CURA researchers Martha Jackman and Bruce Porter, working with the Charter Committee on Poverty Issues (CCPI), developed and presented arguments in this unprecedented constitutional challenge to the effects of new trade and investment arbitral regimes. CCPI was represented by Martha Jackman who co-counselled with lawyers Steve Shrybman and Steven Barrett from Sack Goldblatt Mitchell, representing the Council of Canadians and the Canadian Union of Public Employees. CCPI argued that by failing to adequately protect fundamental human rights in the investor-state adjudication mechanisms negotiated under the North American Free Trade Agreement, the Government of Canada had violated the Canadian Charter of Rights and Freedoms. It argued that theCharter requires international human rights be adequately protected in international adjudicative regimes when the government delegates to these bodies the adjudication of challenges to public policy that engage rights to equality and security of the person. Otherwise, CCPI argued, such delegation undermines the protections accorded by the Charter in adjudication of public policy issues in Canadian courts or tribunals.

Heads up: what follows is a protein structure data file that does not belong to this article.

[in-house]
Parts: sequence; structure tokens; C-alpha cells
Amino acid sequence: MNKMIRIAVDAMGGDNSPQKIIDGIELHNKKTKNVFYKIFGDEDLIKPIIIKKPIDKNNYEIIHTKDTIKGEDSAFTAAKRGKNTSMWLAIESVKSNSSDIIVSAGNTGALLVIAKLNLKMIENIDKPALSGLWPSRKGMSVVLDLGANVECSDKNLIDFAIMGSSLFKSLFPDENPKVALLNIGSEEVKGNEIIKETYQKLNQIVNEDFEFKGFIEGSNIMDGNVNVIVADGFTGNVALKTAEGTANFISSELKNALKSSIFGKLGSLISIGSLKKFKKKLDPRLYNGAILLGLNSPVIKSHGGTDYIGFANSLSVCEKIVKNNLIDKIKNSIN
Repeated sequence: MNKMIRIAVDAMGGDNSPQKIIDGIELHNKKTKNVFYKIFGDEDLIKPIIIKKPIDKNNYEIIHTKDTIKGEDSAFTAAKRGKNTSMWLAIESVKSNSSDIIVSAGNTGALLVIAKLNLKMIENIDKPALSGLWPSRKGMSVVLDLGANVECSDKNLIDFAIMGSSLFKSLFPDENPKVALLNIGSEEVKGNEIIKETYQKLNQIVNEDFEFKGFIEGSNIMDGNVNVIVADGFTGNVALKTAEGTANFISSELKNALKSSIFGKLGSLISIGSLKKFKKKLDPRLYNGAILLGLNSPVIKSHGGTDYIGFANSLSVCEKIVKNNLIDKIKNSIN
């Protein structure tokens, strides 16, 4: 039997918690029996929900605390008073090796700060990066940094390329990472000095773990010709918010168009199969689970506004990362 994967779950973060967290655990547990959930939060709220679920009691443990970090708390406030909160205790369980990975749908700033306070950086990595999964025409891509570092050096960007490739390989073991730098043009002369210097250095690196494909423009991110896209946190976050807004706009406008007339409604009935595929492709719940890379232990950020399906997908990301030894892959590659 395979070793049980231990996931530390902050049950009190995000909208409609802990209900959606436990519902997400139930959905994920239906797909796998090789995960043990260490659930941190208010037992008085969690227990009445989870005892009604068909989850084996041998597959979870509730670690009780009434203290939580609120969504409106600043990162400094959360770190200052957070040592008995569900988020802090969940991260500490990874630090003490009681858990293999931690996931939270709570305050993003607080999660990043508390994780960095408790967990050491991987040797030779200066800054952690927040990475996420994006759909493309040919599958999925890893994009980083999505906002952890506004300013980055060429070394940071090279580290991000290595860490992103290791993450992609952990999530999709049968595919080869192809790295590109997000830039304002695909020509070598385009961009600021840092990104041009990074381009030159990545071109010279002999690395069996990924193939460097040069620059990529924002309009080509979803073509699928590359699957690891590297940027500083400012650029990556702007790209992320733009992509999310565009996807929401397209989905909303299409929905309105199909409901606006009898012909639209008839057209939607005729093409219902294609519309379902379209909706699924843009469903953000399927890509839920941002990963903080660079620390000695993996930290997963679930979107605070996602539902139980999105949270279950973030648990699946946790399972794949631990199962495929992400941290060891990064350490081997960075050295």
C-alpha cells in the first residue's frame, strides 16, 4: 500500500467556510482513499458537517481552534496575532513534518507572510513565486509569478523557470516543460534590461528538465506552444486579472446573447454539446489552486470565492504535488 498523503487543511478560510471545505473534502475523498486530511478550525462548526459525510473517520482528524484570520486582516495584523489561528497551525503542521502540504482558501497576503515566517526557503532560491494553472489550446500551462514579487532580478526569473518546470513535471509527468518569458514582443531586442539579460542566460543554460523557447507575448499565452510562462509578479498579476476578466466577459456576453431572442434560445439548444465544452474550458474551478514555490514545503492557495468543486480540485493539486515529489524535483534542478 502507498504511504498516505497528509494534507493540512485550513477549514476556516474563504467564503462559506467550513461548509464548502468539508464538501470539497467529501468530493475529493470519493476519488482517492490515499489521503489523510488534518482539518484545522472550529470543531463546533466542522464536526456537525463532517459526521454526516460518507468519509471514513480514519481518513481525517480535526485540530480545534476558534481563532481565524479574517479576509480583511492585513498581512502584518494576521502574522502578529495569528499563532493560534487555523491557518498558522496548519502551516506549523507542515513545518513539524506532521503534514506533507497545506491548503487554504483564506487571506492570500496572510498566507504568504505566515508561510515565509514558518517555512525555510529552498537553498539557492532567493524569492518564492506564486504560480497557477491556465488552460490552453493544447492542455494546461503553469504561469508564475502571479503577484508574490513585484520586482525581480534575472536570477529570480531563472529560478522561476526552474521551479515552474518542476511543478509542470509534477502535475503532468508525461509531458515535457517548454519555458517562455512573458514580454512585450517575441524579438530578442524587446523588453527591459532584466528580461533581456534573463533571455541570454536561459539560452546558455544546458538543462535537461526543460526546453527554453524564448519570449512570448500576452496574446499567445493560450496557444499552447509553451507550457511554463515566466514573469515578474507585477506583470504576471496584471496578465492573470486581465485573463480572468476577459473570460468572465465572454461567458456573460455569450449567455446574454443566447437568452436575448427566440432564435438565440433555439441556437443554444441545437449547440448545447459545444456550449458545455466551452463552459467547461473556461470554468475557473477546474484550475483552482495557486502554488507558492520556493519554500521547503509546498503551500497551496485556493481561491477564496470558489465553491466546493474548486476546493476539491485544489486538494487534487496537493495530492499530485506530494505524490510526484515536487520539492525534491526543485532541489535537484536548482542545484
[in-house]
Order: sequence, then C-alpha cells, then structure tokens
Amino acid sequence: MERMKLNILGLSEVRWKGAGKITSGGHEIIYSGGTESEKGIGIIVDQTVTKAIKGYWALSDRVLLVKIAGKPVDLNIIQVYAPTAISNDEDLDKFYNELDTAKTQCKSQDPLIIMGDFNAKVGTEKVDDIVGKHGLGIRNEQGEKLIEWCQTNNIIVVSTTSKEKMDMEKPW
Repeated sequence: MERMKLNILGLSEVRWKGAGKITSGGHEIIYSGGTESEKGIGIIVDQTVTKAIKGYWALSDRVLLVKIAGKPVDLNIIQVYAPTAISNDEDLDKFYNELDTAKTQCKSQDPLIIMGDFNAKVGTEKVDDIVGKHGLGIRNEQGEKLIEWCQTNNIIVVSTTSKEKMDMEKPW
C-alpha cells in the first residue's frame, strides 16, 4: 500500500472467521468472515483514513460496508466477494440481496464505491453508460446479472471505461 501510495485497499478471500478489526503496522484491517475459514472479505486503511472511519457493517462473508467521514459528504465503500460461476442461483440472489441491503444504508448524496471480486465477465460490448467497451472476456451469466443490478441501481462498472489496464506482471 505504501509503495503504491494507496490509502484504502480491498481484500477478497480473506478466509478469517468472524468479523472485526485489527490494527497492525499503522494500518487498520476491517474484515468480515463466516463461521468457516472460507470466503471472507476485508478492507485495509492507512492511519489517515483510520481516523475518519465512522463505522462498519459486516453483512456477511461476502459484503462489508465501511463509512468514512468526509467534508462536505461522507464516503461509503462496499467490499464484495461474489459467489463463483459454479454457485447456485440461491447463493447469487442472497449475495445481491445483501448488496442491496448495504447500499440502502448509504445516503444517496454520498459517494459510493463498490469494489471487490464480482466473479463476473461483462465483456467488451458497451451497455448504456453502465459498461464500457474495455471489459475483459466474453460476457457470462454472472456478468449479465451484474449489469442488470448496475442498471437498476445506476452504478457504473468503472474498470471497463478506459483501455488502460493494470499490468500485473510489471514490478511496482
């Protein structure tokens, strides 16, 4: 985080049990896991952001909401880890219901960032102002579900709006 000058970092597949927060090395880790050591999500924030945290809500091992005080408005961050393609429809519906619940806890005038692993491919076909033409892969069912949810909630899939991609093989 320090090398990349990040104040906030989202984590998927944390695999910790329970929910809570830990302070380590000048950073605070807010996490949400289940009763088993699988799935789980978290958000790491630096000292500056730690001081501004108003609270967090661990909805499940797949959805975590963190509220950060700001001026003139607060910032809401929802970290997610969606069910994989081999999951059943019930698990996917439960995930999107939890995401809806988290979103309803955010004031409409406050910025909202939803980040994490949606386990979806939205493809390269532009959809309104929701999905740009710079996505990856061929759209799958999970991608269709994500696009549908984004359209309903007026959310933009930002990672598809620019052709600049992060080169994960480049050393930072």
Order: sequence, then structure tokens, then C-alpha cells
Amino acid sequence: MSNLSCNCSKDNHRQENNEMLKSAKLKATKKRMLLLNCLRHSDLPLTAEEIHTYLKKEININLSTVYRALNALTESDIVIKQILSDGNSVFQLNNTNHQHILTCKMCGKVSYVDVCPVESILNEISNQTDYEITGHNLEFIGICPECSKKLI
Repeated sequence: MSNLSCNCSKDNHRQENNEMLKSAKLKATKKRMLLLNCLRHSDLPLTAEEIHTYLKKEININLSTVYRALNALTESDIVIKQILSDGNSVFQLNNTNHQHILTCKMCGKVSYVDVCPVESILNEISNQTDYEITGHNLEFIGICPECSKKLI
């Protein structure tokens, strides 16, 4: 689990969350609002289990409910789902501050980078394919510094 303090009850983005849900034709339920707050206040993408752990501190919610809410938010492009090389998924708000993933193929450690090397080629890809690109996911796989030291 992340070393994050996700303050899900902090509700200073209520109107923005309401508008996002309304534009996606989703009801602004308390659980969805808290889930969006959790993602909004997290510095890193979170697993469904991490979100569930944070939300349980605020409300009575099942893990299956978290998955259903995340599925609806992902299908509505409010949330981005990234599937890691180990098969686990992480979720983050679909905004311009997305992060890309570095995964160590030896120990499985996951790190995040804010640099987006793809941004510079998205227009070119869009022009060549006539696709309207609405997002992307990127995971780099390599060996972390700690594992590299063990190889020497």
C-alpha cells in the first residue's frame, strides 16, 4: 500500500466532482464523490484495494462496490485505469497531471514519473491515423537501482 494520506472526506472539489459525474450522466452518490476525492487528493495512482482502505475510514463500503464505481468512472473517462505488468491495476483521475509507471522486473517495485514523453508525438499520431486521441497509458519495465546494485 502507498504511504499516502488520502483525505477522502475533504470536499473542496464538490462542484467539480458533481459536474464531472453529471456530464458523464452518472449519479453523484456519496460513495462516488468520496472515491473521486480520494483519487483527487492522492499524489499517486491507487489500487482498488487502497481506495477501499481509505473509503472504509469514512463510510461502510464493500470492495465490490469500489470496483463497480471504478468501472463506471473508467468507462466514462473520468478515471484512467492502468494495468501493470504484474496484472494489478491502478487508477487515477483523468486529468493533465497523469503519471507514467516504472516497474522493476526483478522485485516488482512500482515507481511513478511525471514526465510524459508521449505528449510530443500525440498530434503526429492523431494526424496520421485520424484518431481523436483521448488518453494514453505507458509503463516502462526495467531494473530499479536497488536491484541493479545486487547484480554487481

See Bruce Porter, "Canadian Constitutional Challenge to NAFTA Raises Critical Issues of Human Rights in Trade and Investment Regimes" (2006) 3:1 Housing and ESC Rights Law Quarterly.
Council of Canadians v. Canada (Attorney General), 2006 CanLII 40222 (ON CA)
CCPI Memorandum for Leave to Appeal to the Supreme Court of Canada (leave to appeal was refused)